For the second time, U.S. President Donald Trump has been photographed wearing a mask amid the coronavirus pandemic.
Trump wore the face covering as he toured a North Carolina laboratory where key components are being manufactured for a COVID-19 vaccine developed by Novavax.
“I trust all Americans to do the right thing, but we strongly advise everyone to especially, especially focus on maintaining a social distance, maintain a rigorous hygiene, avoid crowded gatherings and indoor bars and wear masks when appropriate,” Trump told a group of reporters traveling with him just before his tour of the Fujifilm Diosynth Biotechnologies Innovation Center.
“Nothing’s happened like this since the end of World War II,” the president said of the billions of dollars being spent in the global race to produce and mass deploy a vaccine in record time.
Before the tour of the plant, Trump spoke to several dozen North Carolina politicians, scientists, White House officials, journalists and Secret Service agents, Trump was the only person not wearing a mask.
The president who has faced criticism for what is perceived as a belated and inadequate response by the federal government to the coronavirus pandemic, said the U.S. states “largely had what they needed” but that all of them “are not out of the woods.”
Trump defended his administration’s response to the pandemic, despite the U.S. reporting the largest number of coronavirus cases and deaths in the world.
“We report our cases. Most of the world doesn’t,” Trump said.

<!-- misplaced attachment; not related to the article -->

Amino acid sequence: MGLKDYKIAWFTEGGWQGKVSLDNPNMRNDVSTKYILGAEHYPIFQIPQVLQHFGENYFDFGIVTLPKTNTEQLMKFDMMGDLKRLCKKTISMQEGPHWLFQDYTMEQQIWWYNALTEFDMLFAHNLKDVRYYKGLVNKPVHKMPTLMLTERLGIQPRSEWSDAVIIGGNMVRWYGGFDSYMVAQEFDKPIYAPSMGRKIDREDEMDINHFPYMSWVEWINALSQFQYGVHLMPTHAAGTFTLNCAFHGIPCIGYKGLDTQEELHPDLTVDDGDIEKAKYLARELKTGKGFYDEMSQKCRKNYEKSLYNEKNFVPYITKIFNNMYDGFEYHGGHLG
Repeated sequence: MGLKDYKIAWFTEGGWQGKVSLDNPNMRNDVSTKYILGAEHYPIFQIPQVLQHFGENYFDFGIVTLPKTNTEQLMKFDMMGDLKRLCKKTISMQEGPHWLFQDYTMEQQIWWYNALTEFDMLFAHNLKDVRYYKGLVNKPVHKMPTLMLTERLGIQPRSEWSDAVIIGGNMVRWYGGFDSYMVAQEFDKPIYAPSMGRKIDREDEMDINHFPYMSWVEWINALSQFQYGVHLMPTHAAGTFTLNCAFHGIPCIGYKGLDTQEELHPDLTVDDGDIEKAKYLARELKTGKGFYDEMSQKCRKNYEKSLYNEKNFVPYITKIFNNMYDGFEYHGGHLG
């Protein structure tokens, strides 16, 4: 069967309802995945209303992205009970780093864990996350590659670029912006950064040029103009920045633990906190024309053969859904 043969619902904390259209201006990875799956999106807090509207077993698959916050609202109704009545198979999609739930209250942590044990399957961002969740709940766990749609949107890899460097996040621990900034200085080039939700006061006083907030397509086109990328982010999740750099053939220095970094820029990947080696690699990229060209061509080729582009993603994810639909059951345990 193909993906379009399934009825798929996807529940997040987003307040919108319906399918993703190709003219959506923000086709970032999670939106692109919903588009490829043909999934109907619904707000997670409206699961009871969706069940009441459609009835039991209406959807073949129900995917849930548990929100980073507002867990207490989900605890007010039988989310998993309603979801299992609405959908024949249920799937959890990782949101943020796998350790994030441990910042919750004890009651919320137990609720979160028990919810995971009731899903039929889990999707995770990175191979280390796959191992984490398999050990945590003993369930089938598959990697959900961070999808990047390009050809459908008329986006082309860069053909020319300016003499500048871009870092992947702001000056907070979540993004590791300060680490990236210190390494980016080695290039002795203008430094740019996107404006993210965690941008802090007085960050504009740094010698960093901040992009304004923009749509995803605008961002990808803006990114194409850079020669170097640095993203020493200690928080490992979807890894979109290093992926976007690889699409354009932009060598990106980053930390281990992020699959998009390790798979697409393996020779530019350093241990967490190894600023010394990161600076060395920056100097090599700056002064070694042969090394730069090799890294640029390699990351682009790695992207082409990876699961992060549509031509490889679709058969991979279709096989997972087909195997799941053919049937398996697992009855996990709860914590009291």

The United States has conducted more than 52 million tests, the president said, adding, “nobody’s even close.”
Trump said U.S. officials are monitoring caseloads in Latin America, a region of particular concern.
“You have some very, very highly infected countries outside of our borders,” he said.
The mortality rate for U.S. COVID-19 patients older than 18 is 85% lower than it was in April, according to the president, giving credit to better therapies and improved knowledge about the coronavirus.
In the past week, the disease killed more than 1,000 Americans a day for five straight days, according to the COVID Tracking Project.
Despite the climbing number of cases, Trump said Monday that “a lot of the governors should be opening up states that they’re not opening.”
“We will achieve a victory over the virus by unleashing American scientific genius,” he said.
Trump’s Monday visit came less than 100 days before the November 3 presidential election and less than six weeks before absentee mail-in ballots are sent to voters in North Carolina, which is seen as a key battleground state.
Polls, including one released Monday morning, show the incumbent trailing presumptive Democratic nominee Joe Biden in the state.
Trump carried North Carolina in 2016, helping him achieve an Electoral College victory.
The facility Trump visited, near Raleigh, is to start producing a batch of vaccine to be used in a clinical trial of as many as 30,000 test subjects this fall.
Fujifilm Diosynth is manufacturing the vaccine for Novavax, a company in Gaithersburg, Maryland, that developed it. Novavax was awarded $1.6 billion from the federal government as part of an effort to speed up coronavirus vaccine development.
The Trump administration launched what it calls Operation Warp Speed, a program under which multiple coronavirus vaccines are being developed simultaneously with the hope of having 300 million safe and effective doses ready by January.
While Trump was in North Carolina, Vice President Mike Pence was in Miami, where clinical trials of another vaccine jointly developed by The National Institutes of Health and the Moderna Inc. began Monday.
"It's a historic day, a day when we begin in earnest to work on a vaccine," Pence said.
Some health experts say it sometimes can take years for a safe, effective vaccine against a disease to be successfully developed.
Food and Drug Administration chief Dr. Stephen Hahn was with Pence in Miami and told reporters the FDA "will not cut corners" to evaluate a vaccine.
Several other countries are also working on developing a COVID-19 vaccine.